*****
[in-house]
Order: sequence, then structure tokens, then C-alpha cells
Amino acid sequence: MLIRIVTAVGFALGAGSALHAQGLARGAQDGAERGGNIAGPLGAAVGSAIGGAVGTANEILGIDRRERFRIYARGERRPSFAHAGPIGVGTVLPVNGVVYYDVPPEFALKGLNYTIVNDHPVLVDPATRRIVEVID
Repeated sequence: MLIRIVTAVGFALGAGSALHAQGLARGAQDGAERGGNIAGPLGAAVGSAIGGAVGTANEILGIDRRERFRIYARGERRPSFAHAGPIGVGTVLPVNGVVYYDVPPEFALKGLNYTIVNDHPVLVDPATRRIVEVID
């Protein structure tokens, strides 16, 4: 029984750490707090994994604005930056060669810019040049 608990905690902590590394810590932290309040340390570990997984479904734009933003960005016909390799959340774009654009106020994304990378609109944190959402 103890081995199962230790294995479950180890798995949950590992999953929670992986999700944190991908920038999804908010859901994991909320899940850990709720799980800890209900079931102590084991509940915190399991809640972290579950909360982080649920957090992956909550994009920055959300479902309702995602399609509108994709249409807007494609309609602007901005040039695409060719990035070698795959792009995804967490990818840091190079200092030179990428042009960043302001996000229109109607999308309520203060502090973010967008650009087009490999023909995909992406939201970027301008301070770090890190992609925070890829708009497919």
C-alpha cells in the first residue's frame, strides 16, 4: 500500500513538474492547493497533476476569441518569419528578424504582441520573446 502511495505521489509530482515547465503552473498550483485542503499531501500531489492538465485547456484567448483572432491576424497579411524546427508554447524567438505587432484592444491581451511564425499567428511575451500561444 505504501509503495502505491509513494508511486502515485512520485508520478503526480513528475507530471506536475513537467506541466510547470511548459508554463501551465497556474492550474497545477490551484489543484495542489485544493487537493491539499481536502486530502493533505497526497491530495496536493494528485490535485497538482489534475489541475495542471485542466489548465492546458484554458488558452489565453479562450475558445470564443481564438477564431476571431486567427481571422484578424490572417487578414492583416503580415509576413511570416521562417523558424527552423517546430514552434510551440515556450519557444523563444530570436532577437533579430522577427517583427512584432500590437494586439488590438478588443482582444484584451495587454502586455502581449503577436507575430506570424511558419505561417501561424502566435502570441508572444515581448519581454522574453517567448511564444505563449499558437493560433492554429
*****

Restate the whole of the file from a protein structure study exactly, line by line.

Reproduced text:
[in-house]
Order: sequence, then structure tokens, then C-alpha cells
Amino acid sequence: MLIRIVTAVGFALGAGSALHAQGLARGAQDGAERGGNIAGPLGAAVGSAIGGAVGTANEILGIDRRERFRIYARGERRPSFAHAGPIGVGTVLPVNGVVYYDVPPEFALKGLNYTIVNDHPVLVDPATRRIVEVID
Repeated sequence: MLIRIVTAVGFALGAGSALHAQGLARGAQDGAERGGNIAGPLGAAVGSAIGGAVGTANEILGIDRRERFRIYARGERRPSFAHAGPIGVGTVLPVNGVVYYDVPPEFALKGLNYTIVNDHPVLVDPATRRIVEVID
């Protein structure tokens, strides 16, 4: 029984750490707090994994604005930056060669810019040049 608990905690902590590394810590932290309040340390570990997984479904734009933003960005016909390799959340774009654009106020994304990378609109944190959402 103890081995199962230790294995479950180890798995949950590992999953929670992986999700944190991908920038999804908010859901994991909320899940850990709720799980800890209900079931102590084991509940915190399991809640972290579950909360982080649920957090992956909550994009920055959300479902309702995602399609509108994709249409807007494609309609602007901005040039695409060719990035070698795959792009995804967490990818840091190079200092030179990428042009960043302001996000229109109607999308309520203060502090973010967008650009087009490999023909995909992406939201970027301008301070770090890190992609925070890829708009497919």
C-alpha cells in the first residue's frame, strides 16, 4: 500500500513538474492547493497533476476569441518569419528578424504582441520573446 502511495505521489509530482515547465503552473498550483485542503499531501500531489492538465485547456484567448483572432491576424497579411524546427508554447524567438505587432484592444491581451511564425499567428511575451500561444 505504501509503495502505491509513494508511486502515485512520485508520478503526480513528475507530471506536475513537467506541466510547470511548459508554463501551465497556474492550474497545477490551484489543484495542489485544493487537493491539499481536502486530502493533505497526497491530495496536493494528485490535485497538482489534475489541475495542471485542466489548465492546458484554458488558452489565453479562450475558445470564443481564438477564431476571431486567427481571422484578424490572417487578414492583416503580415509576413511570416521562417523558424527552423517546430514552434510551440515556450519557444523563444530570436532577437533579430522577427517583427512584432500590437494586439488590438478588443482582444484584451495587454502586455502581449503577436507575430506570424511558419505561417501561424502566435502570441508572444515581448519581454522574453517567448511564444505563449499558437493560433492554429